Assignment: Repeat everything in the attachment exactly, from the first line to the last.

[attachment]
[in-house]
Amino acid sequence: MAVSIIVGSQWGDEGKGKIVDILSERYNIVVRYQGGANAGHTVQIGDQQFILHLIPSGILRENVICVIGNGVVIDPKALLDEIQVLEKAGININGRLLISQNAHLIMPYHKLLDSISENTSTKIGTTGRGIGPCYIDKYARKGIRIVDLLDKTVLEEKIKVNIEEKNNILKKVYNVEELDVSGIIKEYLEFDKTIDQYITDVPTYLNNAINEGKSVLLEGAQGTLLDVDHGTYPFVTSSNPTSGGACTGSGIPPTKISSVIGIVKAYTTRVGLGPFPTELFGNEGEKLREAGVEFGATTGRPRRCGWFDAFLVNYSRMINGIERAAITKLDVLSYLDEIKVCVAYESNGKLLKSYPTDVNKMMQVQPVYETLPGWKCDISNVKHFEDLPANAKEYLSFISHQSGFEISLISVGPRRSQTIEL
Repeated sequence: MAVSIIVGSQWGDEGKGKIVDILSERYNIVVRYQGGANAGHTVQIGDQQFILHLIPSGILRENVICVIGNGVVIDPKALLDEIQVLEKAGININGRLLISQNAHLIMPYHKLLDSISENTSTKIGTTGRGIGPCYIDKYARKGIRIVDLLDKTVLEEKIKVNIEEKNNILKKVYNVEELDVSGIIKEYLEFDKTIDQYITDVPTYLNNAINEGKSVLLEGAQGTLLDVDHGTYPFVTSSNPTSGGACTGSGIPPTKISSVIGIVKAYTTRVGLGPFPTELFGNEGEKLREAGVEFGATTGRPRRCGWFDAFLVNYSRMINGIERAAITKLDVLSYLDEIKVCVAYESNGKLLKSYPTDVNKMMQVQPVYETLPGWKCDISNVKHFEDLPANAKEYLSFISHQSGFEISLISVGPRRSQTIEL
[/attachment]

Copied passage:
[in-house]
Amino acid sequence: MAVSIIVGSQWGDEGKGKIVDILSERYNIVVRYQGGANAGHTVQIGDQQFILHLIPSGILRENVICVIGNGVVIDPKALLDEIQVLEKAGININGRLLISQNAHLIMPYHKLLDSISENTSTKIGTTGRGIGPCYIDKYARKGIRIVDLLDKTVLEEKIKVNIEEKNNILKKVYNVEELDVSGIIKEYLEFDKTIDQYITDVPTYLNNAINEGKSVLLEGAQGTLLDVDHGTYPFVTSSNPTSGGACTGSGIPPTKISSVIGIVKAYTTRVGLGPFPTELFGNEGEKLREAGVEFGATTGRPRRCGWFDAFLVNYSRMINGIERAAITKLDVLSYLDEIKVCVAYESNGKLLKSYPTDVNKMMQVQPVYETLPGWKCDISNVKHFEDLPANAKEYLSFISHQSGFEISLISVGPRRSQTIEL
Repeated sequence: MAVSIIVGSQWGDEGKGKIVDILSERYNIVVRYQGGANAGHTVQIGDQQFILHLIPSGILRENVICVIGNGVVIDPKALLDEIQVLEKAGININGRLLISQNAHLIMPYHKLLDSISENTSTKIGTTGRGIGPCYIDKYARKGIRIVDLLDKTVLEEKIKVNIEEKNNILKKVYNVEELDVSGIIKEYLEFDKTIDQYITDVPTYLNNAINEGKSVLLEGAQGTLLDVDHGTYPFVTSSNPTSGGACTGSGIPPTKISSVIGIVKAYTTRVGLGPFPTELFGNEGEKLREAGVEFGATTGRPRRCGWFDAFLVNYSRMINGIERAAITKLDVLSYLDEIKVCVAYESNGKLLKSYPTDVNKMMQVQPVYETLPGWKCDISNVKHFEDLPANAKEYLSFISHQSGFEISLISVGPRRSQTIEL